A kilometre along the clifftop, the path descends steeply to the beach in front of a massive holiday park at Burton Freshwater (picture 18). The small River Bride reaches the sea here (picture 19), and the path has to turn sharp right behind the cliff to follow the river bank back towards Burton Bradstock for about 250 metres to find a footbridge. The Coast Path then follows the opposite bank back to the beach, through a part of the holiday park reserved for campers, who were arriving in large numbers for the three-day Bank Holiday Weekend.
Regaining the beach, the path runs in front of a long line of chalets (picture 20) to find some steps at the beginning of a steep climb up to East Cliff.
East Cliff is occupied by the Bridport and West Dorset Golf Club, and on its way along the edge of the cliff the Coast Path dips steeply to cross the end of a coombe where I can only assume that a lot of golf balls end up in the sea below the cliff (picture 21).
Beyond this, a level path runs along the clifftop for a little while before there is another steep descent to West Bay (picture 22), which fans of the recent TV series Broadchurch may recognise as one of the program's main filming locations.
Until 1884, this seaside town was known as Bridport Harbour, an offshoot of the larger town of Bridport, which lies about three kilometres inland along the valley of the River Brit (picture 23). When the railway arrived, the town was renamed as West Bay to make it sound more attractive to Victorian tourists. This early marketing ploy may not have been completely successful, as the line closed in 1930, though the number of people on the beach suggests that West Bay is a popular destination today.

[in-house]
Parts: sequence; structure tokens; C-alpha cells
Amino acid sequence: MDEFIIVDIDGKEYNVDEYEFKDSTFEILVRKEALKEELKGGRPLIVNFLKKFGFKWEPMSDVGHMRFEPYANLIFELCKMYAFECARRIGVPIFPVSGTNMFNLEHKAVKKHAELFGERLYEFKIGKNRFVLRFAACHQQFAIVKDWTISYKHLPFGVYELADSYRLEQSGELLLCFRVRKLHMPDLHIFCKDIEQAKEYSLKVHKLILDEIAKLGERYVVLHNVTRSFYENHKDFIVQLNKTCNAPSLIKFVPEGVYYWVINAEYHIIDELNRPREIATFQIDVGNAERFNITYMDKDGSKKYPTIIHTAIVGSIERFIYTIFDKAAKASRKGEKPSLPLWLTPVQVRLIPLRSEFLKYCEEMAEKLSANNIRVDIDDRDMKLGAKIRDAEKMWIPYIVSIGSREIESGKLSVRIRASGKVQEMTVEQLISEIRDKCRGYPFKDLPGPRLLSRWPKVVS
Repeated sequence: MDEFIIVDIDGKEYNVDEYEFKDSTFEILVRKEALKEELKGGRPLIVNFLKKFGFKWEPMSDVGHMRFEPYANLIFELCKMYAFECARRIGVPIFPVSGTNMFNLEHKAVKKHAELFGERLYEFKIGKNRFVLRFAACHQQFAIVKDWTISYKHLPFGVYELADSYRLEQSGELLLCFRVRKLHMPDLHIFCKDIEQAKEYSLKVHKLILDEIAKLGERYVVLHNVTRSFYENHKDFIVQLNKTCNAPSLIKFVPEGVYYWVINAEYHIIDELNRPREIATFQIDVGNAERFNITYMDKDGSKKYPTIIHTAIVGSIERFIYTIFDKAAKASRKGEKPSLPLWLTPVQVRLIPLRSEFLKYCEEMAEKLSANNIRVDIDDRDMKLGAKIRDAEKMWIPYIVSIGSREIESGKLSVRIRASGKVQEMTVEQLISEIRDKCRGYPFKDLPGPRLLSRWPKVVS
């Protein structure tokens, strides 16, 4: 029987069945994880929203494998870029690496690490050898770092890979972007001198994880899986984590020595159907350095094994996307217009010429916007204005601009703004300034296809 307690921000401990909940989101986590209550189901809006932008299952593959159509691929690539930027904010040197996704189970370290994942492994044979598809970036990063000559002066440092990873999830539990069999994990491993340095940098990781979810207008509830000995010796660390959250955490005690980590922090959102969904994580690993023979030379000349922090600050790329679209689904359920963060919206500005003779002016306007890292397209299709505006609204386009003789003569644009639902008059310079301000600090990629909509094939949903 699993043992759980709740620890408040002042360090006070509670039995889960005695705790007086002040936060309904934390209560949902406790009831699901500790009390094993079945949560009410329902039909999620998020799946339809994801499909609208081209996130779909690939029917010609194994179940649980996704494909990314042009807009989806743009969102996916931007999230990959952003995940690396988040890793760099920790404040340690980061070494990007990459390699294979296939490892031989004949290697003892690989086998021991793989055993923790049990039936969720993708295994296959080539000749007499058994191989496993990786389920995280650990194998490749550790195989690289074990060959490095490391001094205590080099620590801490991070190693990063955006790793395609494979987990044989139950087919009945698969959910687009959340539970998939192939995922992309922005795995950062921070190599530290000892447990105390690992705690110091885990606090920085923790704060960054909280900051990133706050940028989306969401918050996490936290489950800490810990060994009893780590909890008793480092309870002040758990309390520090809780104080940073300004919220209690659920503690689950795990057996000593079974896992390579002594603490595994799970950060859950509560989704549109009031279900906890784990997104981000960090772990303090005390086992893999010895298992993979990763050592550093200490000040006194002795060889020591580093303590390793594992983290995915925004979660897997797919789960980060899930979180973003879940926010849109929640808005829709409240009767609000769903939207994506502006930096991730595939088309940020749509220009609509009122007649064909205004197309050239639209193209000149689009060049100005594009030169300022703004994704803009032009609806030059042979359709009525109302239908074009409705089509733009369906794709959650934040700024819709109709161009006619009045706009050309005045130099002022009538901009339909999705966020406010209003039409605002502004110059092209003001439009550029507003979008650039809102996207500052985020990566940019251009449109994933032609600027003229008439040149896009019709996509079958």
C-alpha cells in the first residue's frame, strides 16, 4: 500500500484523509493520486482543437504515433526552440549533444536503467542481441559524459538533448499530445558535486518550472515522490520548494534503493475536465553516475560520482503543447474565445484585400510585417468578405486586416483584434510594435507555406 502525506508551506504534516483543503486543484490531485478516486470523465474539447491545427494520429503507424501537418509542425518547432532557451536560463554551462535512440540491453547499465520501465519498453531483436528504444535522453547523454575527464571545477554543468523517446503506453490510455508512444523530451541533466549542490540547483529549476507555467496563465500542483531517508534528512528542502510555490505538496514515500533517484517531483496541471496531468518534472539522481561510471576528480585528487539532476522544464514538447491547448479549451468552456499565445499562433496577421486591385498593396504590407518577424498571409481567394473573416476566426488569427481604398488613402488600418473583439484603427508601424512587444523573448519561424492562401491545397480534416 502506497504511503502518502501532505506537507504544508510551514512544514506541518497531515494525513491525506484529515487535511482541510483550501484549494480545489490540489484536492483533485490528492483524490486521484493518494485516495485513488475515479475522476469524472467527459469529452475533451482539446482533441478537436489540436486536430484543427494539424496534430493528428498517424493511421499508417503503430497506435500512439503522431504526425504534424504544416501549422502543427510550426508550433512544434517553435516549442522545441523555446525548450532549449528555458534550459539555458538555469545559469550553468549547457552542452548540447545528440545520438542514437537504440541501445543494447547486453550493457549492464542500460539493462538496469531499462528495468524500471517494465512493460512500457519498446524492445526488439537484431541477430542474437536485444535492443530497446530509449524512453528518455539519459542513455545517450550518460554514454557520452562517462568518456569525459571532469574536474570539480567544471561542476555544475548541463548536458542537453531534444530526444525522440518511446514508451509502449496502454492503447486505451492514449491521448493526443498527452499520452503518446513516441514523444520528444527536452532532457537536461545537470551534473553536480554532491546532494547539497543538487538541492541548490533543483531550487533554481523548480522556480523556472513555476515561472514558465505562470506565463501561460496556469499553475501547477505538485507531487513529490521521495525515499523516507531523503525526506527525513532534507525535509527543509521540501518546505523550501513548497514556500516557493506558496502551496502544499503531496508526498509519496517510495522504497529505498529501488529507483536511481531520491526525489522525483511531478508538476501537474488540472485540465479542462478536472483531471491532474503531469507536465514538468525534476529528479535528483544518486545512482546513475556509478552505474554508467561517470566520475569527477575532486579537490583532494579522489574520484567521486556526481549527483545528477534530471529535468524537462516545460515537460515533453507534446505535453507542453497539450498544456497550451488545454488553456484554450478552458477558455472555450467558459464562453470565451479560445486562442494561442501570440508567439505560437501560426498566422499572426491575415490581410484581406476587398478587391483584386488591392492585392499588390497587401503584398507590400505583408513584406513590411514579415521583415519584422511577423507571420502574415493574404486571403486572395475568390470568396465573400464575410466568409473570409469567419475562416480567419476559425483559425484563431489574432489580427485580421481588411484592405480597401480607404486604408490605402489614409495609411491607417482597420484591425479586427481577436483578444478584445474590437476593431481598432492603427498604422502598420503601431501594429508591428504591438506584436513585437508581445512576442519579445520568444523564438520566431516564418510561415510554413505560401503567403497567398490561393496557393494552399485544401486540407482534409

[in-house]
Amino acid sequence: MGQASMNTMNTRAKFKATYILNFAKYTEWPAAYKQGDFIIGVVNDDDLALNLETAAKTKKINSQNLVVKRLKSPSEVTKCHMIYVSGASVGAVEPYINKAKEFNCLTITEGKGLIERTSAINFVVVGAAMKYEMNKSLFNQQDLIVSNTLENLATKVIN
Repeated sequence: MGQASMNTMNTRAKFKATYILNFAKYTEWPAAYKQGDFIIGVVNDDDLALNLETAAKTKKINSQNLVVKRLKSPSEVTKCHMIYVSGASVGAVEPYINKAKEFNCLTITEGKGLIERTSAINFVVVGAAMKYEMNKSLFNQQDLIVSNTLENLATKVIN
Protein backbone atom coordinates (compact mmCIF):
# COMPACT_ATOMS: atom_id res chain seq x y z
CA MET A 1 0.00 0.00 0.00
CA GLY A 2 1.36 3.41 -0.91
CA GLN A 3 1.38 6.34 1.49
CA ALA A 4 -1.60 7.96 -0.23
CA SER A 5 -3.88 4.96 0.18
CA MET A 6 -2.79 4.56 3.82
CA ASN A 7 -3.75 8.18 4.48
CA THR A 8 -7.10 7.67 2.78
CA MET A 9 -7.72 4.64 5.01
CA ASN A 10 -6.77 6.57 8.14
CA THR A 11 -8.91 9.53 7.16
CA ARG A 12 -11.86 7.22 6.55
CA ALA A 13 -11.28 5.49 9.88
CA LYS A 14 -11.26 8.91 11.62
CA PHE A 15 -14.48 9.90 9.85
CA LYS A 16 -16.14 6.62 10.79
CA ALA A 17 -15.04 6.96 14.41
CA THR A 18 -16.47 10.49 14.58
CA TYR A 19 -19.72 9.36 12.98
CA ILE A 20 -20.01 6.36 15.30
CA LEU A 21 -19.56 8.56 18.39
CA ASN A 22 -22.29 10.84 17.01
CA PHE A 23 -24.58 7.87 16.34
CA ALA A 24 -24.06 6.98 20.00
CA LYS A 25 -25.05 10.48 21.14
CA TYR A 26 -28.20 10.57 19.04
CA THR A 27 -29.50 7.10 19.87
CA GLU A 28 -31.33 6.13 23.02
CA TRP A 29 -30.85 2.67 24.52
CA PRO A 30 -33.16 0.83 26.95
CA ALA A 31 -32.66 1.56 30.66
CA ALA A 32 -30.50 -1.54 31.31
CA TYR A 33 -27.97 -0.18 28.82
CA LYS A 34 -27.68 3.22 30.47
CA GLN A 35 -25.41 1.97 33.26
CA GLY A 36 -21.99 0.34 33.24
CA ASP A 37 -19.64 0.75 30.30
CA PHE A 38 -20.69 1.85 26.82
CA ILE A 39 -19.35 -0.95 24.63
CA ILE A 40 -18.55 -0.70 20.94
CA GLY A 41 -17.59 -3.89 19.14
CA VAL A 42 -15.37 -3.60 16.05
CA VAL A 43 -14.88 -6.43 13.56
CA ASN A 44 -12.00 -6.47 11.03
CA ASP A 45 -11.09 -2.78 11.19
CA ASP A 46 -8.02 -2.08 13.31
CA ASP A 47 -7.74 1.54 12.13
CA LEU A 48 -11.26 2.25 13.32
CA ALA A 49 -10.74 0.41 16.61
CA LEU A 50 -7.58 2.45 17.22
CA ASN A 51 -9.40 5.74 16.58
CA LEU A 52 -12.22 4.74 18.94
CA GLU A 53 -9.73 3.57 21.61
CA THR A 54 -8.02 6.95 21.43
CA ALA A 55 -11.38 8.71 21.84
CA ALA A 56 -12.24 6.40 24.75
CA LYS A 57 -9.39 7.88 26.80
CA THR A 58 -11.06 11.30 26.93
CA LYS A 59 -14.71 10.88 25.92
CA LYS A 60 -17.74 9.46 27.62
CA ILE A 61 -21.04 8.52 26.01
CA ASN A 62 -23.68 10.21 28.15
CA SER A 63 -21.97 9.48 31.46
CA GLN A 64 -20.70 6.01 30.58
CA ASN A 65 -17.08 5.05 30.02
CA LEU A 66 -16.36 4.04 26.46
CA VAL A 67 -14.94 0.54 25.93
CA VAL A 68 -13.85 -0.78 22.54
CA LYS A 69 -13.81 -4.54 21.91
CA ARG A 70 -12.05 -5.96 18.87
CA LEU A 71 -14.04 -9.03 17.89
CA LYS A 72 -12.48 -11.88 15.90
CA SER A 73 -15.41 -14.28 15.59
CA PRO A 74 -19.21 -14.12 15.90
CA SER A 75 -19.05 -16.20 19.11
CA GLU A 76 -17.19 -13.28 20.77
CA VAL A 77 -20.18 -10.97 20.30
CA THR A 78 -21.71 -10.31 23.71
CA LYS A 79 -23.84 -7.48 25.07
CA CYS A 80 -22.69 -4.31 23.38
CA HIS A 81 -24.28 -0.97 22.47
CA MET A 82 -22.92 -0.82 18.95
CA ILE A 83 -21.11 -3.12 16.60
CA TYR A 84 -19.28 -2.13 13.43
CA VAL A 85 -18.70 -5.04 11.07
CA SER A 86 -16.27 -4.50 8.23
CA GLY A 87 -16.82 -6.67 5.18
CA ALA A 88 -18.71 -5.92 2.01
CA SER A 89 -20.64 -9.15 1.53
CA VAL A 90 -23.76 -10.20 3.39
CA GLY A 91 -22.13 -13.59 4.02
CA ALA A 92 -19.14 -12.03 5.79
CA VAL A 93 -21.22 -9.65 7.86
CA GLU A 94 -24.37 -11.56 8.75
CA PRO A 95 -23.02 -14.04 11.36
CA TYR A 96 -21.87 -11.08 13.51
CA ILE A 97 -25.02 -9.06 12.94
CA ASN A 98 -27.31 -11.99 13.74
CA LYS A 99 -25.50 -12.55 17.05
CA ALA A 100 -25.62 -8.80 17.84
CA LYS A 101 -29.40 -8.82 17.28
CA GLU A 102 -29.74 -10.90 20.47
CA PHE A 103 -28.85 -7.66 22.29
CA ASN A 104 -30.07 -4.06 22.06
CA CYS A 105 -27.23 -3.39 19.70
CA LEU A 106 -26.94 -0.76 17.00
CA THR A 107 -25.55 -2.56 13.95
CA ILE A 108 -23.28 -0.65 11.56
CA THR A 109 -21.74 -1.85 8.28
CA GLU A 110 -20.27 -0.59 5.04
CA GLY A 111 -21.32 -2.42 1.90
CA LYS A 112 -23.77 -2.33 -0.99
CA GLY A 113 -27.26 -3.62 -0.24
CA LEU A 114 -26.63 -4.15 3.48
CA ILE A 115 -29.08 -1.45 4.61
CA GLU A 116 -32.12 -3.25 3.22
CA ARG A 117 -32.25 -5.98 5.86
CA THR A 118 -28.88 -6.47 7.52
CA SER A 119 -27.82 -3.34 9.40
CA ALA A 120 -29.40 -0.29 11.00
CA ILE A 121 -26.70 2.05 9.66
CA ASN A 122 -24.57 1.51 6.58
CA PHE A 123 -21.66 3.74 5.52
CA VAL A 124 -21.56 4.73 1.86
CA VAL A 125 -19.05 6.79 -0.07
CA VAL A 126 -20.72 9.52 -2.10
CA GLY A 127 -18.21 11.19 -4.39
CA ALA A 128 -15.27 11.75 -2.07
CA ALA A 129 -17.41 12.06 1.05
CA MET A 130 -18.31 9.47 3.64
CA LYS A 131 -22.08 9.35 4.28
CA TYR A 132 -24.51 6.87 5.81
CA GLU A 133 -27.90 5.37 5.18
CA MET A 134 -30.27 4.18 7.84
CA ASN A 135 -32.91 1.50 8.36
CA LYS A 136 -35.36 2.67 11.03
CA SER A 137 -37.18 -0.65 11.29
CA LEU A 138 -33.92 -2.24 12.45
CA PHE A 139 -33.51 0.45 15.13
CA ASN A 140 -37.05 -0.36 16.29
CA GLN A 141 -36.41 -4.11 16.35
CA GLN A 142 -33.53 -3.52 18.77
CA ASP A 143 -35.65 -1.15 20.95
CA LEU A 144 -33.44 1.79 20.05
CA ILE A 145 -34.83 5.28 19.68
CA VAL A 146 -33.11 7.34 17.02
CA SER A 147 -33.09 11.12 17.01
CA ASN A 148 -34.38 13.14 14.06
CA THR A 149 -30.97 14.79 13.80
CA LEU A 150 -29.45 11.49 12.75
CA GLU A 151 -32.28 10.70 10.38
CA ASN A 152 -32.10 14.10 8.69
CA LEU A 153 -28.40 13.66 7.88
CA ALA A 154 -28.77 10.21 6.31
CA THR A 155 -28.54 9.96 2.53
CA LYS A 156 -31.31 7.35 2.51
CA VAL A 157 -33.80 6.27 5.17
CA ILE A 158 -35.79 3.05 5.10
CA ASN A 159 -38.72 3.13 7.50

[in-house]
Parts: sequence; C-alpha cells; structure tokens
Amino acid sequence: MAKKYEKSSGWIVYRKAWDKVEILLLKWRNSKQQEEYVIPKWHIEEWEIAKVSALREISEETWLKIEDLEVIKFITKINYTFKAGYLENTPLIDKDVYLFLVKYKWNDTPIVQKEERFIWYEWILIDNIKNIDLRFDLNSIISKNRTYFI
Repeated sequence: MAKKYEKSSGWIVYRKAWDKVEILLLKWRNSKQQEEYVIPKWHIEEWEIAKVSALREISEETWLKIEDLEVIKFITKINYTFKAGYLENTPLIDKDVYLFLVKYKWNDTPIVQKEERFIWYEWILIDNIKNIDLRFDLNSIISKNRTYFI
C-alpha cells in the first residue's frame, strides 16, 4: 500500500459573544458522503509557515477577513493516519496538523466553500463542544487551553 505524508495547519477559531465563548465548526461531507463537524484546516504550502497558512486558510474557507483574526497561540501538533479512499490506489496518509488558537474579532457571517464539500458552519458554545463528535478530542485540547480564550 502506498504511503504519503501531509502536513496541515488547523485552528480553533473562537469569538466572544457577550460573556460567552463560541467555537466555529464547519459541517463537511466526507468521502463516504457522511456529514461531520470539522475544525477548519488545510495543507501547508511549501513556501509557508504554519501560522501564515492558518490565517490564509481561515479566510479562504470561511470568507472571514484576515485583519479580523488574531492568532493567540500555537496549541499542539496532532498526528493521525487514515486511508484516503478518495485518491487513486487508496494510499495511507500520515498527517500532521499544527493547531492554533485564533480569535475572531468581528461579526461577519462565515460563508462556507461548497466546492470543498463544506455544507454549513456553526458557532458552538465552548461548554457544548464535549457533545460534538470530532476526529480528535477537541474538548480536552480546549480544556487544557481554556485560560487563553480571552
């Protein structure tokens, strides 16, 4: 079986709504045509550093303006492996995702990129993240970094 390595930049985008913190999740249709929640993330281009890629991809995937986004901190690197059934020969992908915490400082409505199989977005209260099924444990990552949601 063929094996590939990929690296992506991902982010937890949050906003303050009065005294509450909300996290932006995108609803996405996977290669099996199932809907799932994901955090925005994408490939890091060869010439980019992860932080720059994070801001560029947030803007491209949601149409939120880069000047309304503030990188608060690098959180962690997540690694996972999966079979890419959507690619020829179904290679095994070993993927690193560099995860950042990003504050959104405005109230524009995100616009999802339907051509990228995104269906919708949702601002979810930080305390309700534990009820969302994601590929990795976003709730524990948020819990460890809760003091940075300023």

After the steep scramble down from East Cliff to the beach, which is the western limit of Chesil Beach, the path turns inland across a carpark to Station Road. The road is followed across the back of the harbour (picture 24) and over the River Brit, before the Coast Path turns left along the western edge of the harbour to join the short seaside Esplanade. The area around the harbour was very busy with some kind of festival and quite a few people seemed to have decided to accompany me on the long, but relatively gentle climb out of the bay from the end of the Esplanade up to West Cliff, making progress along the narrow, chalky path quite slow.
Set a little back from the top of West Cliff is another large caravan and camping site, the Highlands End Holiday Park, and beyond this the crowds thinned out as the path began a lengthy downhill run to Eype Mouth (picture 25), where a tiny stream has carved out a little gorge that the Coast Path negotiates via staircases on either side.
On the other side, the Coast Path immediately climbs again, passing behind a little clifftop lodge and in front of another caravan and camping site before continuing to climb along the seaward edge of the National Trust's Down House Farm. This was to be the final climb of the day, but also the most exhausting, gaining 157 metres in the kilometre up to Thorncombe Beacon, the last section being particular steep (picture 26).
My effort was rewarded when I reached the beacon, with magnificent views back along the coast as far as the Isle of Portland (picture 27) and ahead past Golden Cap and far along the coast into the neighbouring county of Devon (picture 28).
The last couple of kilometres of the day's walk were much less demanding than the climb up to Thorncombe Beacon. The path crosses a shallow coombe to the lower peak of Doghouse Hill (picture 29) then skirts around the back of a steeper coombe where a small herd of cattle were grazing on the steep slope above the crumbling cliffs (picture 30). From the next little peak of Ridge Cliff, it's downhill all the way to the little village of Seatown with Golden Cap looming ahead (picture 31).
Just above the beach is a small carpark from which a footbridge crosses a little stream to the Anchor Inn (picture 32), where I left the Coast Path for the day, with another 20.3 kilometres completed.
The nearest public transport to Seatown is in the town of Chideock, about 1.3 kilometres inland along the narrow Sea Hill Lane, which was quite busy with cars heading down to the caravan park behind Seatown. Chideock is on the main bus route between Exeter and Weymouth, passing through Bridport and Abbotsbury on the way -- quite a scenic eighty-minute journey in evening sun.